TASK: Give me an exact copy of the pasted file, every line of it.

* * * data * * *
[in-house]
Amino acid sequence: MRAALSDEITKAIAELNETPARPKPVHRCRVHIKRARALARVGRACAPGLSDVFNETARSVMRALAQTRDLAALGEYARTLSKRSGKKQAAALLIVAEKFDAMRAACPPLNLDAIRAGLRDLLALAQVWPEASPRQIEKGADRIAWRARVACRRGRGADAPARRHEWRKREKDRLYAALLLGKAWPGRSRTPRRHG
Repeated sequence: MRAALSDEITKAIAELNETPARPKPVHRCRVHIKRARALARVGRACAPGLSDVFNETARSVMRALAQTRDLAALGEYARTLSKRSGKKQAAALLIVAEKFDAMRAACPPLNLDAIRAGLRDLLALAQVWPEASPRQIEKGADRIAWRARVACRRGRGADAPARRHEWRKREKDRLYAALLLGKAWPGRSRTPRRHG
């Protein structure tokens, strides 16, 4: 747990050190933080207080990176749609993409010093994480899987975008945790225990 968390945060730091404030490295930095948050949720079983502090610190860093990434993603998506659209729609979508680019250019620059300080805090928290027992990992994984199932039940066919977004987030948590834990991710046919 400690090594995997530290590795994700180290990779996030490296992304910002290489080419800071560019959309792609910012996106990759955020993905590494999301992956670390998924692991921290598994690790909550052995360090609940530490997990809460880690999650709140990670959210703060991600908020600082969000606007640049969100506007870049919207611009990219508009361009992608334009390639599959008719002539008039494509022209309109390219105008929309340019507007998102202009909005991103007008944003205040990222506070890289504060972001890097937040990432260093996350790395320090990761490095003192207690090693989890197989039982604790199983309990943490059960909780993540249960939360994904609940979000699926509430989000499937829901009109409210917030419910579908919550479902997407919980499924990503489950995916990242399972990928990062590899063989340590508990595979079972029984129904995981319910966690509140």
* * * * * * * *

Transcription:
[in-house]
Amino acid sequence: MRAALSDEITKAIAELNETPARPKPVHRCRVHIKRARALARVGRACAPGLSDVFNETARSVMRALAQTRDLAALGEYARTLSKRSGKKQAAALLIVAEKFDAMRAACPPLNLDAIRAGLRDLLALAQVWPEASPRQIEKGADRIAWRARVACRRGRGADAPARRHEWRKREKDRLYAALLLGKAWPGRSRTPRRHG
Repeated sequence: MRAALSDEITKAIAELNETPARPKPVHRCRVHIKRARALARVGRACAPGLSDVFNETARSVMRALAQTRDLAALGEYARTLSKRSGKKQAAALLIVAEKFDAMRAACPPLNLDAIRAGLRDLLALAQVWPEASPRQIEKGADRIAWRARVACRRGRGADAPARRHEWRKREKDRLYAALLLGKAWPGRSRTPRRHG
């Protein structure tokens, strides 16, 4: 747990050190933080207080990176749609993409010093994480899987975008945790225990 968390945060730091404030490295930095948050949720079983502090610190860093990434993603998506659209729609979508680019250019620059300080805090928290027992990992994984199932039940066919977004987030948590834990991710046919 400690090594995997530290590795994700180290990779996030490296992304910002290489080419800071560019959309792609910012996106990759955020993905590494999301992956670390998924692991921290598994690790909550052995360090609940530490997990809460880690999650709140990670959210703060991600908020600082969000606007640049969100506007870049919207611009990219508009361009992608334009390639599959008719002539008039494509022209309109390219105008929309340019507007998102202009909005991103007008944003205040990222506070890289504060972001890097937040990432260093996350790395320090990761490095003192207690090693989890197989039982604790199983309990943490059960909780993540249960939360994904609940979000699926509430989000499937829901009109409210917030419910579908919550479902997407919980499924990503489950995916990242399972990928990062590899063989340590508990595979079972029984129904995981319910966690509140």